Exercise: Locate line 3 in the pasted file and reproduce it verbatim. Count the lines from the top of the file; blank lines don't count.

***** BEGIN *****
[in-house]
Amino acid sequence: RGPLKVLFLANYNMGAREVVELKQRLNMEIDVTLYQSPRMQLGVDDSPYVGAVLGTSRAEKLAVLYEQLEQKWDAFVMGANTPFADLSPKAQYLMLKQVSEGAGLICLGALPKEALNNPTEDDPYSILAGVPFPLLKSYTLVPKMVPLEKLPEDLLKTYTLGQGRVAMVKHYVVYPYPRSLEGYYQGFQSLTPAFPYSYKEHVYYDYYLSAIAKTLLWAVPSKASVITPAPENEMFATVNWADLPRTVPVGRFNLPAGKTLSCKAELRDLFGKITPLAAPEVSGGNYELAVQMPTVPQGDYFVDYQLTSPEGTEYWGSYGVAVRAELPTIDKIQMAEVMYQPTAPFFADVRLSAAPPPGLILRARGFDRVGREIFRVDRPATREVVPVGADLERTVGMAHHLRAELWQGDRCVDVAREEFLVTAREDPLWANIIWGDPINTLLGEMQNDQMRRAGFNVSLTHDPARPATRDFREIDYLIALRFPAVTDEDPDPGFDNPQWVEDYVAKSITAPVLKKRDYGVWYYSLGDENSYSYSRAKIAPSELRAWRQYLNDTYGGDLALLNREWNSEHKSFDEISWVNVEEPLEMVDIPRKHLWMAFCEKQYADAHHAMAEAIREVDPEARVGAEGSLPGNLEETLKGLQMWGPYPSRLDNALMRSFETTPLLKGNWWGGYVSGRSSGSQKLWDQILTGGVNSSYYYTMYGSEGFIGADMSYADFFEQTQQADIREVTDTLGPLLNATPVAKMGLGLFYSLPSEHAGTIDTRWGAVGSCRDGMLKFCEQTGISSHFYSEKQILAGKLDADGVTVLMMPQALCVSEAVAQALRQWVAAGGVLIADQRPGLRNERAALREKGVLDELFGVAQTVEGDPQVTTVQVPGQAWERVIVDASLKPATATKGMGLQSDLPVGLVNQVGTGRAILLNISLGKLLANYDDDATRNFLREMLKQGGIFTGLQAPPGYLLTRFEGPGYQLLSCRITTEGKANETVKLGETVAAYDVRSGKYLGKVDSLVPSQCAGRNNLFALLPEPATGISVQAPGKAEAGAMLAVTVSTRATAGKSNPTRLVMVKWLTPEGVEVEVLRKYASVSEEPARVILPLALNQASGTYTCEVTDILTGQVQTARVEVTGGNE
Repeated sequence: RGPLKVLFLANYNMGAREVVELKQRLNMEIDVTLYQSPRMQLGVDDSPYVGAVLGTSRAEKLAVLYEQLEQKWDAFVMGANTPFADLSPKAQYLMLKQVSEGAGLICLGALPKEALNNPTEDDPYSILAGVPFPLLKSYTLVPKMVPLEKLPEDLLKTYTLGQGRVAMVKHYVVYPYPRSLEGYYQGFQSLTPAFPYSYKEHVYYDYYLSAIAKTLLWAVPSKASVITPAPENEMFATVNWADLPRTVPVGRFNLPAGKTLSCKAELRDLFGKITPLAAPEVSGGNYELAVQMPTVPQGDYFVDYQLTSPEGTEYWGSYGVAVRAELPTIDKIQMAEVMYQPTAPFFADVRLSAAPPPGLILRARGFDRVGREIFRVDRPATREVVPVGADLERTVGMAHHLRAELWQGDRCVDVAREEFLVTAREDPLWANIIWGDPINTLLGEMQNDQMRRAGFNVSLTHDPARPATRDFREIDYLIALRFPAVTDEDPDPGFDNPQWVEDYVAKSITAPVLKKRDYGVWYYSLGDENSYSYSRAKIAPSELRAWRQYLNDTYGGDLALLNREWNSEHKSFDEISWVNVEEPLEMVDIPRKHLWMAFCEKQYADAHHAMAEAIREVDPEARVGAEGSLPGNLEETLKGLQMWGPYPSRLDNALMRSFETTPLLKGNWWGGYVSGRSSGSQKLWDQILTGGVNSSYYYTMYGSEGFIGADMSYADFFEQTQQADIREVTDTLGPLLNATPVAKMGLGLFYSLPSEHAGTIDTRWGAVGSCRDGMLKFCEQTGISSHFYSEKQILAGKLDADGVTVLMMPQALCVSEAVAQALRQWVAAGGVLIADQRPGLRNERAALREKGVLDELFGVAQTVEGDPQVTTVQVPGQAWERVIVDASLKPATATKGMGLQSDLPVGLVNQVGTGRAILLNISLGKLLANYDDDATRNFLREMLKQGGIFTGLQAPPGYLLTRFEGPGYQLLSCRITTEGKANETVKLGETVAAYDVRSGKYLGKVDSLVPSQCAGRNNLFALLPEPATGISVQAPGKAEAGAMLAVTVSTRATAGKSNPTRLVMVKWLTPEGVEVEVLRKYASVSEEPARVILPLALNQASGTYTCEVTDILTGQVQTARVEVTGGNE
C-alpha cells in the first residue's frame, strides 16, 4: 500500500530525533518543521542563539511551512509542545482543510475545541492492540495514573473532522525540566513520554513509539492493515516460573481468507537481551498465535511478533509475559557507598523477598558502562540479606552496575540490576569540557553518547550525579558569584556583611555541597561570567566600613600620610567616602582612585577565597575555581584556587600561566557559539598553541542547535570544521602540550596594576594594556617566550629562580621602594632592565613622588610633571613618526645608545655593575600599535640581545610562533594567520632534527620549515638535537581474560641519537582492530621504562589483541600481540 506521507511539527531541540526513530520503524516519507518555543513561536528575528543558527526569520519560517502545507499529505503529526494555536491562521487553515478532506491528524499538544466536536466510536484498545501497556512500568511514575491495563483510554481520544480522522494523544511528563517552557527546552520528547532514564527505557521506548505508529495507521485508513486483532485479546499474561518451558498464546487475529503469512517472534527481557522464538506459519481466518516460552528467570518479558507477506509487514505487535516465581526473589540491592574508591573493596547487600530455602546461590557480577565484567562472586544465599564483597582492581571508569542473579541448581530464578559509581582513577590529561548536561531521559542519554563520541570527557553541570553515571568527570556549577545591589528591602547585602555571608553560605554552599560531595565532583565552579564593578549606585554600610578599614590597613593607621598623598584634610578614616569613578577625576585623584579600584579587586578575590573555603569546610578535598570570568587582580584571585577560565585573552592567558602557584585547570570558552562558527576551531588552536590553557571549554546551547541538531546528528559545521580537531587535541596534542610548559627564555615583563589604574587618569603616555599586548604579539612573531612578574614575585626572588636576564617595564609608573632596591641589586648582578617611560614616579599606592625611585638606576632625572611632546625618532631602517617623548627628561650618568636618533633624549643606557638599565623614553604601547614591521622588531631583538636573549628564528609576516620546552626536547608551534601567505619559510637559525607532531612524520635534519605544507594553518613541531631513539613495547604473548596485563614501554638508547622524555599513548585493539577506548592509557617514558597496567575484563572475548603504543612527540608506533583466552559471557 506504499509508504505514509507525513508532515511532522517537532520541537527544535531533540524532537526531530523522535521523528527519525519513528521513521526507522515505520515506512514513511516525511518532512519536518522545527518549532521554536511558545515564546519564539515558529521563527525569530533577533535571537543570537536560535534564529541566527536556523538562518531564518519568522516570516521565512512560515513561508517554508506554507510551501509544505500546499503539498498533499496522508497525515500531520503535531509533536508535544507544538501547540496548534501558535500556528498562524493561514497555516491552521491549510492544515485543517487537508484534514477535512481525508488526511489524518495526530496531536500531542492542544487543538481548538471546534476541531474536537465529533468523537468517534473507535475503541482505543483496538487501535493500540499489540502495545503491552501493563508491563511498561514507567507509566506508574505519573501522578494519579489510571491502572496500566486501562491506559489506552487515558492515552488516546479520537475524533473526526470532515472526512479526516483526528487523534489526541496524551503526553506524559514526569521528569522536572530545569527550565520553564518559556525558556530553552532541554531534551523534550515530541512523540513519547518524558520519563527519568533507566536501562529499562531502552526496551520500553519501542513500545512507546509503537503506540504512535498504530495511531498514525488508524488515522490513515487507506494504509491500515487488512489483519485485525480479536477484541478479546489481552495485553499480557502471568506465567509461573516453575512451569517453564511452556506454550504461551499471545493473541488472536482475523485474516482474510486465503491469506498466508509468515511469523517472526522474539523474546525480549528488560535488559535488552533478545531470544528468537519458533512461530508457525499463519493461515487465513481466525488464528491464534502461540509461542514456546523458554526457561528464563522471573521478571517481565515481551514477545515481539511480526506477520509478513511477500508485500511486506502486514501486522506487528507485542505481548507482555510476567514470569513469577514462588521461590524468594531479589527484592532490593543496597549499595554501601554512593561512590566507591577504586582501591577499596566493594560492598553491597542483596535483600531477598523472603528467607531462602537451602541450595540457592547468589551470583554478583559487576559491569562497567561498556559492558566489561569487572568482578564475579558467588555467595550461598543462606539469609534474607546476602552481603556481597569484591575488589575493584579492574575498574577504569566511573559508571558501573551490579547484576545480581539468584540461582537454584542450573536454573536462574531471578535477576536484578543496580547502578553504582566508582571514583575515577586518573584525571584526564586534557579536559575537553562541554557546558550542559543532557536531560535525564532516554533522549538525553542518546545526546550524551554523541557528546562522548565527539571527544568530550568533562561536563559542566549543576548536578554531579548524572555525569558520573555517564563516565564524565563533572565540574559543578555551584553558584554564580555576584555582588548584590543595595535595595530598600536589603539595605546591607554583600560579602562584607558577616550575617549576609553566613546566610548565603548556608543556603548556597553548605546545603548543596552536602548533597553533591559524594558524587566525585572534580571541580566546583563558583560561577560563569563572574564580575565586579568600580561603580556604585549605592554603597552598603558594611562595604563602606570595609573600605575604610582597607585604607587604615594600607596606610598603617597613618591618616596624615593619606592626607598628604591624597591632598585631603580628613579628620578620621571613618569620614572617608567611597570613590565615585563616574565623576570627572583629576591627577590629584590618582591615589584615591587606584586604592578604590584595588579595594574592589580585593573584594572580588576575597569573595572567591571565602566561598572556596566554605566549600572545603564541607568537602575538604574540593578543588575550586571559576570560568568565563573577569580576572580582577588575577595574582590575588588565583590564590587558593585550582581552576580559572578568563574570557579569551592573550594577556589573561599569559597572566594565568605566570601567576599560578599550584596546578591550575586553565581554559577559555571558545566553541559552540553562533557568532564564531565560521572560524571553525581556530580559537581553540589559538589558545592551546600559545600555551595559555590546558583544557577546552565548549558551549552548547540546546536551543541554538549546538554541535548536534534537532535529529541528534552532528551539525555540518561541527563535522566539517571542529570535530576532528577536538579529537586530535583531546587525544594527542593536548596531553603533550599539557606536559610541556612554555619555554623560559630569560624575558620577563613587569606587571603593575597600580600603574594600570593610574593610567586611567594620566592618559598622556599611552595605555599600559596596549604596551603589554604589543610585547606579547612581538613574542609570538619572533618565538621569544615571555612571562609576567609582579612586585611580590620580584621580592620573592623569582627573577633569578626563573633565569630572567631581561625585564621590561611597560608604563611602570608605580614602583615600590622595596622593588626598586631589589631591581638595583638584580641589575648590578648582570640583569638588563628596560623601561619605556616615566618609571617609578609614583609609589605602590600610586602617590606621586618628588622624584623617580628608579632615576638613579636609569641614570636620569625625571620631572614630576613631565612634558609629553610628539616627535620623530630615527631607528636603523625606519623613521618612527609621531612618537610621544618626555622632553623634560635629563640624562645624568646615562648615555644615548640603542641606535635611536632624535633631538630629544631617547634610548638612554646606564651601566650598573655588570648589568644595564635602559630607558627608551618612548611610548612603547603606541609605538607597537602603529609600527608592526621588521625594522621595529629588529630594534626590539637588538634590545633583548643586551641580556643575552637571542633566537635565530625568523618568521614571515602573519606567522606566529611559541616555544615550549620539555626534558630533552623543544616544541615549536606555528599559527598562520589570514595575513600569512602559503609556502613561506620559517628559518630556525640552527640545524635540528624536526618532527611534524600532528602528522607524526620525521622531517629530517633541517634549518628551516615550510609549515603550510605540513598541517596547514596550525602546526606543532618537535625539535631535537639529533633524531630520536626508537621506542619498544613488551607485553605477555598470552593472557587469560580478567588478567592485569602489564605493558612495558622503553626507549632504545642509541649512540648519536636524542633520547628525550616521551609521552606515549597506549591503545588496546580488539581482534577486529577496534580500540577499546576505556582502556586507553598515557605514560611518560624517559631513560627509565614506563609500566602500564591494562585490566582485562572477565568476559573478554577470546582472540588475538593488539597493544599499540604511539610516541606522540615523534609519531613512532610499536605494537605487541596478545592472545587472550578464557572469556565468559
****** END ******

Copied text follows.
Repeated sequence: RGPLKVLFLANYNMGAREVVELKQRLNMEIDVTLYQSPRMQLGVDDSPYVGAVLGTSRAEKLAVLYEQLEQKWDAFVMGANTPFADLSPKAQYLMLKQVSEGAGLICLGALPKEALNNPTEDDPYSILAGVPFPLLKSYTLVPKMVPLEKLPEDLLKTYTLGQGRVAMVKHYVVYPYPRSLEGYYQGFQSLTPAFPYSYKEHVYYDYYLSAIAKTLLWAVPSKASVITPAPENEMFATVNWADLPRTVPVGRFNLPAGKTLSCKAELRDLFGKITPLAAPEVSGGNYELAVQMPTVPQGDYFVDYQLTSPEGTEYWGSYGVAVRAELPTIDKIQMAEVMYQPTAPFFADVRLSAAPPPGLILRARGFDRVGREIFRVDRPATREVVPVGADLERTVGMAHHLRAELWQGDRCVDVAREEFLVTAREDPLWANIIWGDPINTLLGEMQNDQMRRAGFNVSLTHDPARPATRDFREIDYLIALRFPAVTDEDPDPGFDNPQWVEDYVAKSITAPVLKKRDYGVWYYSLGDENSYSYSRAKIAPSELRAWRQYLNDTYGGDLALLNREWNSEHKSFDEISWVNVEEPLEMVDIPRKHLWMAFCEKQYADAHHAMAEAIREVDPEARVGAEGSLPGNLEETLKGLQMWGPYPSRLDNALMRSFETTPLLKGNWWGGYVSGRSSGSQKLWDQILTGGVNSSYYYTMYGSEGFIGADMSYADFFEQTQQADIREVTDTLGPLLNATPVAKMGLGLFYSLPSEHAGTIDTRWGAVGSCRDGMLKFCEQTGISSHFYSEKQILAGKLDADGVTVLMMPQALCVSEAVAQALRQWVAAGGVLIADQRPGLRNERAALREKGVLDELFGVAQTVEGDPQVTTVQVPGQAWERVIVDASLKPATATKGMGLQSDLPVGLVNQVGTGRAILLNISLGKLLANYDDDATRNFLREMLKQGGIFTGLQAPPGYLLTRFEGPGYQLLSCRITTEGKANETVKLGETVAAYDVRSGKYLGKVDSLVPSQCAGRNNLFALLPEPATGISVQAPGKAEAGAMLAVTVSTRATAGKSNPTRLVMVKWLTPEGVEVEVLRKYASVSEEPARVILPLALNQASGTYTCEVTDILTGQVQTARVEVTGGNE